Madagascar’s ousted President Marc Ravalomanana is due to return home Saturday from exile in South Africa despite a warrant for his immediate arrest. It has been almost two years since a coup d’etat and ensuing political standoff sparked an economic crisis in Madagascar characterized by the freezing of most foreign aid and investment. The businessmen in the island nation are uncertain about the country’s economy as the crisis prepares to enter its third year.
The President of the American Chamber of Commerce in Madagascar, Robert Strauss, said that although many companies left the country when the crisis erupted, those focused on long-term investment in the country have started to look for new ways to operate in such a difficult environment.
"At the American Chambers of Commerce in Madagascar, we’ve just started a conversation about what the private sector can do in a situation such as this where the political horizon is not clear, so that we can be more responsible for our own future,” Strauss said. “We’re looking to Ivory Coast as an example we want to avoid, where people spend 10 years trying to come up with a solution. That is a decade of opportunity lost."
Much foreign investment, which once accounted for two thirds of the government’s spending budget, as well as lucrative trade and aid benefits from western governments were suspended after the former mayor of Antananarivo, Andry Rajoelina, seized power with some military backing in March 2009.
The African Union and Southern African Development Community refused to recognize the coup and suspended Madagascar’s membership.
But recently a SADC mediation team changed tack and proposed that Mr. Rajoelina, 36, be recognized to head another interim government until elections can be held later this year.
The proposal bans ousted President Marc Ravalomanana from returning to the country until a governing authority sees fit and he faces arrest and a life prison sentence for murder. But the former president claims the convictions are not recognized internationally and says he will return to participate in talks as Madagascar’s democratically elected President.
The President of Madagascar’s South African Chamber of Commerce, Ray Ferguson, said that the whole political system needed to be reformed to clear out corruption, nepotism and abuse of the legal system before any foreign investor confidence would be restored.
"Blatant corruption, filling their pockets, that is the biggest disaster facing Madagascar,” said Ferguson. “Out of control, no checks and balances, the [justice] Tribunal, the courts don’t work. Without legal law and order the new politicians will come in and fill their pockets just as in the past have done. There is no future without law."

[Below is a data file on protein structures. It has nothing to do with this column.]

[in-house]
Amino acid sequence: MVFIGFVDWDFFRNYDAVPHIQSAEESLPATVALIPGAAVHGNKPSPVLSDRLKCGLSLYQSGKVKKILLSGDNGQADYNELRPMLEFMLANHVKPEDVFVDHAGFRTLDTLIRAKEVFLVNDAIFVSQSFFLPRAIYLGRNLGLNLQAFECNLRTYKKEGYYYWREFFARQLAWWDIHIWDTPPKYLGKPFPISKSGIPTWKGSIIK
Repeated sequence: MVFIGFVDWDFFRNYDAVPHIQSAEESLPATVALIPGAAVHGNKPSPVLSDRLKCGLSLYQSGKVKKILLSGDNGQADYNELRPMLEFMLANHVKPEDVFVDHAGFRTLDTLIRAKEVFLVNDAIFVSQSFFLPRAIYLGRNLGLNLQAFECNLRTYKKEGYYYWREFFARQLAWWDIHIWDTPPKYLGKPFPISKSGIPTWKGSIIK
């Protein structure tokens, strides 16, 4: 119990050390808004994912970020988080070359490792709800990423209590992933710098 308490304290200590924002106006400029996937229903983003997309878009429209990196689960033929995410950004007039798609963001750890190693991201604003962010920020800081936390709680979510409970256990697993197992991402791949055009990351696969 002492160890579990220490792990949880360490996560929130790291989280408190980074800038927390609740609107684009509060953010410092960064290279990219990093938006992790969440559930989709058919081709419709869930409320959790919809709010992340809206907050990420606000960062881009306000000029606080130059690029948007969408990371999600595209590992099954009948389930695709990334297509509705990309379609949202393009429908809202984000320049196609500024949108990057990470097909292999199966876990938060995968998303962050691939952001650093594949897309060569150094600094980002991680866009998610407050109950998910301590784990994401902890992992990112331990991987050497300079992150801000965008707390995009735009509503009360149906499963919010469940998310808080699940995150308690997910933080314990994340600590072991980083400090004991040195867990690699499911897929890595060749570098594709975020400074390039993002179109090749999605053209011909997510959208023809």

The Vice President of Madagascar’s largest trade group, Noro Andriamamonjiarison, agreed that state intervention was damaging the private sector.
She says she worries about what businesses will do this year, as many have already used cost cutting measures and their own reserves to survive, and there is still no end in sight to the crisis. She says that attracting investors back to Madagascar will be difficult until the government stops changing the rules for doing business.
Last year, the U.S government suspended Madagascar from the African Growth and Opportunity Act that allowed it to export textiles to the United States duty free. This caused many factories to close and unemployment to rise.
But some businesses have prospered.
The head of Madagascar’s largest textile company, Cotona’s Salim Ismail, said his company, which was 80 per cent reliant on AGOA exports to the U.S, had been able to grow by diversifying to European markets.
He thinks that Madagascar’s reputation for quality garments could help the industry to bounce back.
"Look at Bangladesh; overpopulated, limited resources, meteorological cataclysm,” Ismail said. “These people have, within 20 years, pulled out of poverty about 3 million people. They have raised their export to $10 billion yearly."
Experts said that most large oil and mining companies were used to dealing with instability and would continue to seek out Madagascar’s vast natural wealth, but smaller companies would think twice before dealing with an unrecognized government.
The head of the Madagascar’s Industry Trade Group, Hery Ranaivosoa, thinks Madagascar’s agriculture and manufacturing potential could also make it a major exporter to Europe, China and major regional markets such as South Africa.
He said Madagascar had the same farming capacity as Kenya, and if factories were set up then a ready workforce could make it a major manufacturer too.
However, Ranaivosoa said that before Madagascar can see any development in the private sector at home or abroad, the government had to lay down proper long-term business practices. With elections in limbo until a power-sharing agreement is reached and Mr. Ravalomanana set to return for a possible "democratic revolution”, Madagascar’s private sector may have to brace itself for more uncertainty this coming year.